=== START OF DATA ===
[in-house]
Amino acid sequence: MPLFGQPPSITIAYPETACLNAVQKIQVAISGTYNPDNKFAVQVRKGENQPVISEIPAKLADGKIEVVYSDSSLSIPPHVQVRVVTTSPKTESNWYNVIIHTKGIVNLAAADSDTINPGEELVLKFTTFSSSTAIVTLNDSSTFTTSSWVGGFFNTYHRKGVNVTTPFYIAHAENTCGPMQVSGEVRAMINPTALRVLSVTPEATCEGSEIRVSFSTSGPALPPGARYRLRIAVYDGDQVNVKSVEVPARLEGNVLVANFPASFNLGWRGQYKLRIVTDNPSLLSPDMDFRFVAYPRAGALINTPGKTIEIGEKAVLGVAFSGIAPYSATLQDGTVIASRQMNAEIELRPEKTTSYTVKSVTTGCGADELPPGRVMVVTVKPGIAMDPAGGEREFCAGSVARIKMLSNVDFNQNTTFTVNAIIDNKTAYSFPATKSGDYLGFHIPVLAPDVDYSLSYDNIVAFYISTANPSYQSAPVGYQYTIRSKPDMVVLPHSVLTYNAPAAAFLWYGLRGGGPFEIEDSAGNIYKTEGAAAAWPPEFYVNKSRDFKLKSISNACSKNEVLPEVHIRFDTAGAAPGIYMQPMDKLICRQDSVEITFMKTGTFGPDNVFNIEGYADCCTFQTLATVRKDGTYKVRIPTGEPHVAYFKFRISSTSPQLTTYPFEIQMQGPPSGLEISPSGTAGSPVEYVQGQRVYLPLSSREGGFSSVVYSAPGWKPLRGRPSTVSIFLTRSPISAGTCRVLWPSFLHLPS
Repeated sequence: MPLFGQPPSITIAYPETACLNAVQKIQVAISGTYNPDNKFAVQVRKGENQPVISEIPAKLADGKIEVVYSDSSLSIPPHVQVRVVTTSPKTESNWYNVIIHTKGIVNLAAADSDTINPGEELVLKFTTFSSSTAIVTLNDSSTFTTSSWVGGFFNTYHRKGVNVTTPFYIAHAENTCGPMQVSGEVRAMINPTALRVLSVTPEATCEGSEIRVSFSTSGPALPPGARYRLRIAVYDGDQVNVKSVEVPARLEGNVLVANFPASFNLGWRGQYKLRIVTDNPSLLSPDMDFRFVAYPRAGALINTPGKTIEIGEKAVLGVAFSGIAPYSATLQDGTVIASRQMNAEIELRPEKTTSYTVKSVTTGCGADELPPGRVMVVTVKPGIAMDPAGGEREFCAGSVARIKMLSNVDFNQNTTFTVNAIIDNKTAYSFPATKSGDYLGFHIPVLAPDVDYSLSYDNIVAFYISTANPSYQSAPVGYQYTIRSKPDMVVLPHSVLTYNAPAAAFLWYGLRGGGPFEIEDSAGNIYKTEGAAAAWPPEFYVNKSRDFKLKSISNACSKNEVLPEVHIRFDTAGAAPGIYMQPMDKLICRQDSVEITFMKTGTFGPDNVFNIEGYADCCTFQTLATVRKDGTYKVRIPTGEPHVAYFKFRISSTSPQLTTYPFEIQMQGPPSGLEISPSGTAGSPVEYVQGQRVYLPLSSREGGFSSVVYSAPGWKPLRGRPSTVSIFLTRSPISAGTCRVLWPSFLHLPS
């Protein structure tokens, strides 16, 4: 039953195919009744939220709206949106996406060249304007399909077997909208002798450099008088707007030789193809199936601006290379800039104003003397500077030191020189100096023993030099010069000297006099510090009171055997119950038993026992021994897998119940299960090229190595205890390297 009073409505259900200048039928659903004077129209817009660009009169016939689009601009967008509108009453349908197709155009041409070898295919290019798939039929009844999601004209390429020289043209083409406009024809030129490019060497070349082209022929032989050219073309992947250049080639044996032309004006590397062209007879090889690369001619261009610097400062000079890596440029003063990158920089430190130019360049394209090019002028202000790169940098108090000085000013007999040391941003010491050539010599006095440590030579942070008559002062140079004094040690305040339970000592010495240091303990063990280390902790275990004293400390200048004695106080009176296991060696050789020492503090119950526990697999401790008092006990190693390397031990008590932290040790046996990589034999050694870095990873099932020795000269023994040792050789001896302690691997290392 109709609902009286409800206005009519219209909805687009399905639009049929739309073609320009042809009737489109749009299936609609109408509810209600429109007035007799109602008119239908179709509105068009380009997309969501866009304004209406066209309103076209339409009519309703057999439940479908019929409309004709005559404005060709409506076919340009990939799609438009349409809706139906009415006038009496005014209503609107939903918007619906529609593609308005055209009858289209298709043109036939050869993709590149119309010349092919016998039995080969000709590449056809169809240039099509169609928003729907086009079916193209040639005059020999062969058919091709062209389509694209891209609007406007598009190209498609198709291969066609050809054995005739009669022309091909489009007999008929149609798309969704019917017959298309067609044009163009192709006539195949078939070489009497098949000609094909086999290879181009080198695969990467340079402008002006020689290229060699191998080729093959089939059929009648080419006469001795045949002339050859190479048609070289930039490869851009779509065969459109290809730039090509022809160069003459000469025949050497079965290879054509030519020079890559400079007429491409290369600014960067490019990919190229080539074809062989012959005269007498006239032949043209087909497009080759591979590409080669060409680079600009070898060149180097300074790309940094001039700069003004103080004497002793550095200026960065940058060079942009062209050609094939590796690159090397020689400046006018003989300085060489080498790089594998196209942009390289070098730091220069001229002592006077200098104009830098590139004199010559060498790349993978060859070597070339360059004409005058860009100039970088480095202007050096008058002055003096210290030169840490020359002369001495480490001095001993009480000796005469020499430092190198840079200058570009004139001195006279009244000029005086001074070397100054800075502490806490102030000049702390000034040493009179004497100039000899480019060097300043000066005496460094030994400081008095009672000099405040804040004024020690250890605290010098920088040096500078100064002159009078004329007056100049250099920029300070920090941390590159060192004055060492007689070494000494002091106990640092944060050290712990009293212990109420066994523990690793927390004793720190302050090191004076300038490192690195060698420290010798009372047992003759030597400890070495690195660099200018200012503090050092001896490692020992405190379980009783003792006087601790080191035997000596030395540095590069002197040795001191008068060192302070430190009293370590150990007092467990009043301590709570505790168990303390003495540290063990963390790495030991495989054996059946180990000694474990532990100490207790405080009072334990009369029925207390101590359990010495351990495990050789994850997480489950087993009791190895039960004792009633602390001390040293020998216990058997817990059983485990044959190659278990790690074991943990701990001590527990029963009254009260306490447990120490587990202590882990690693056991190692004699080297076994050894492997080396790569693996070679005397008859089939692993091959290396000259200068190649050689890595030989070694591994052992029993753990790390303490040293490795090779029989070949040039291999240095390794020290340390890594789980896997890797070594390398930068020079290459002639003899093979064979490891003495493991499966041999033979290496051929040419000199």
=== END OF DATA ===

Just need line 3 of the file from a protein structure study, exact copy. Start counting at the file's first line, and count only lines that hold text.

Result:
Repeated sequence: MPLFGQPPSITIAYPETACLNAVQKIQVAISGTYNPDNKFAVQVRKGENQPVISEIPAKLADGKIEVVYSDSSLSIPPHVQVRVVTTSPKTESNWYNVIIHTKGIVNLAAADSDTINPGEELVLKFTTFSSSTAIVTLNDSSTFTTSSWVGGFFNTYHRKGVNVTTPFYIAHAENTCGPMQVSGEVRAMINPTALRVLSVTPEATCEGSEIRVSFSTSGPALPPGARYRLRIAVYDGDQVNVKSVEVPARLEGNVLVANFPASFNLGWRGQYKLRIVTDNPSLLSPDMDFRFVAYPRAGALINTPGKTIEIGEKAVLGVAFSGIAPYSATLQDGTVIASRQMNAEIELRPEKTTSYTVKSVTTGCGADELPPGRVMVVTVKPGIAMDPAGGEREFCAGSVARIKMLSNVDFNQNTTFTVNAIIDNKTAYSFPATKSGDYLGFHIPVLAPDVDYSLSYDNIVAFYISTANPSYQSAPVGYQYTIRSKPDMVVLPHSVLTYNAPAAAFLWYGLRGGGPFEIEDSAGNIYKTEGAAAAWPPEFYVNKSRDFKLKSISNACSKNEVLPEVHIRFDTAGAAPGIYMQPMDKLICRQDSVEITFMKTGTFGPDNVFNIEGYADCCTFQTLATVRKDGTYKVRIPTGEPHVAYFKFRISSTSPQLTTYPFEIQMQGPPSGLEISPSGTAGSPVEYVQGQRVYLPLSSREGGFSSVVYSAPGWKPLRGRPSTVSIFLTRSPISAGTCRVLWPSFLHLPS